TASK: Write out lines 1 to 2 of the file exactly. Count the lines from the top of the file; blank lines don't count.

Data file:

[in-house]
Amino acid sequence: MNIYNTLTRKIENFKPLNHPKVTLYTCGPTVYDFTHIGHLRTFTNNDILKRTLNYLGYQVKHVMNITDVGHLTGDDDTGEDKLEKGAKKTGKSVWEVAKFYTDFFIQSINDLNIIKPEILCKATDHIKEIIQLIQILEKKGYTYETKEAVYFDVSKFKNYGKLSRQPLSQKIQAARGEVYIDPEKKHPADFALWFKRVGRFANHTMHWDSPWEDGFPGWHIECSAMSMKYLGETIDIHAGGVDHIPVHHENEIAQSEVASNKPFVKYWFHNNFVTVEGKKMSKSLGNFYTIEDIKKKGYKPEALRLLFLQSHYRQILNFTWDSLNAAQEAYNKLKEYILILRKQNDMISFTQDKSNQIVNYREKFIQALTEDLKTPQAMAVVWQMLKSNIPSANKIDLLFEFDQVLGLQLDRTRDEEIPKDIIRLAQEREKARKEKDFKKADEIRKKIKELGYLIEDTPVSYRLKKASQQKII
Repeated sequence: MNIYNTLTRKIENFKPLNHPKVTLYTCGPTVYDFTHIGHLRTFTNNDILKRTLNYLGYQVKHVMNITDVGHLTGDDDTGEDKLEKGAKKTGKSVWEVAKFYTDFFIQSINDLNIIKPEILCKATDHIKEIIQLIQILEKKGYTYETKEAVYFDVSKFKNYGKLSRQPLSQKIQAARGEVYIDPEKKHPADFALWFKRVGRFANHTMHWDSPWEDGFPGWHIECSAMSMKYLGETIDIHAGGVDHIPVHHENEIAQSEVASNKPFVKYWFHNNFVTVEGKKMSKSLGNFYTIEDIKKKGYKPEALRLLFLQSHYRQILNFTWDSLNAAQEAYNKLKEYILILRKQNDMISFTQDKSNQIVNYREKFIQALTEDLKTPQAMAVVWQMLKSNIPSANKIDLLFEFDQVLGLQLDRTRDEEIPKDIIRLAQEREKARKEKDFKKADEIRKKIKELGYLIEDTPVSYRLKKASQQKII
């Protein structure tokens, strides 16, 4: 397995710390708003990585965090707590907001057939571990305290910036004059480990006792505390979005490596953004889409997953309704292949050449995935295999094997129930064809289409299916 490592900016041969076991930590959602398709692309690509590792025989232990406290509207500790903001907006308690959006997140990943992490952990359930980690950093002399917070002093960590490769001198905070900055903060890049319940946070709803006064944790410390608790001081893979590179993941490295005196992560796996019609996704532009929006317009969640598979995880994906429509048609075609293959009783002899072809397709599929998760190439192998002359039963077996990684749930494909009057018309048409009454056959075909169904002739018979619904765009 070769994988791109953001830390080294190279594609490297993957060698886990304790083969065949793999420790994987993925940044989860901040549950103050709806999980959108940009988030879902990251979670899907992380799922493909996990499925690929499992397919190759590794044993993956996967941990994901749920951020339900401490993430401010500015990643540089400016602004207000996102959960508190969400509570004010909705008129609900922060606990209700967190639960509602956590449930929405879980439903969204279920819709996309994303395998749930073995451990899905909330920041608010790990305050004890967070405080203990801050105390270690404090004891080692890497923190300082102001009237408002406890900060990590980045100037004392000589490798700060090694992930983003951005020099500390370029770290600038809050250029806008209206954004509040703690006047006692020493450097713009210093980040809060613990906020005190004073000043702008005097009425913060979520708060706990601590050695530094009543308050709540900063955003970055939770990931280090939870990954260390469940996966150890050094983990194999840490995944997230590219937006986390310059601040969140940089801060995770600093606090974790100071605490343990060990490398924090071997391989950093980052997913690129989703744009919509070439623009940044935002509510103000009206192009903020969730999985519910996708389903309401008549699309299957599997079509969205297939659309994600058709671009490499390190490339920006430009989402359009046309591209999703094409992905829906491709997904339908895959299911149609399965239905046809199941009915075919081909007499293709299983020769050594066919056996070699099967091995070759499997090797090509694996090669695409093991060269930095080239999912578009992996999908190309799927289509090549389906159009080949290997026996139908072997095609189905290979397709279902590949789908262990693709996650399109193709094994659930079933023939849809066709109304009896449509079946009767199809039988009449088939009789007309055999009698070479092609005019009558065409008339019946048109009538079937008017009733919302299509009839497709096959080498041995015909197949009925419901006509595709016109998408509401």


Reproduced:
[in-house]
Amino acid sequence: MNIYNTLTRKIENFKPLNHPKVTLYTCGPTVYDFTHIGHLRTFTNNDILKRTLNYLGYQVKHVMNITDVGHLTGDDDTGEDKLEKGAKKTGKSVWEVAKFYTDFFIQSINDLNIIKPEILCKATDHIKEIIQLIQILEKKGYTYETKEAVYFDVSKFKNYGKLSRQPLSQKIQAARGEVYIDPEKKHPADFALWFKRVGRFANHTMHWDSPWEDGFPGWHIECSAMSMKYLGETIDIHAGGVDHIPVHHENEIAQSEVASNKPFVKYWFHNNFVTVEGKKMSKSLGNFYTIEDIKKKGYKPEALRLLFLQSHYRQILNFTWDSLNAAQEAYNKLKEYILILRKQNDMISFTQDKSNQIVNYREKFIQALTEDLKTPQAMAVVWQMLKSNIPSANKIDLLFEFDQVLGLQLDRTRDEEIPKDIIRLAQEREKARKEKDFKKADEIRKKIKELGYLIEDTPVSYRLKKASQQKII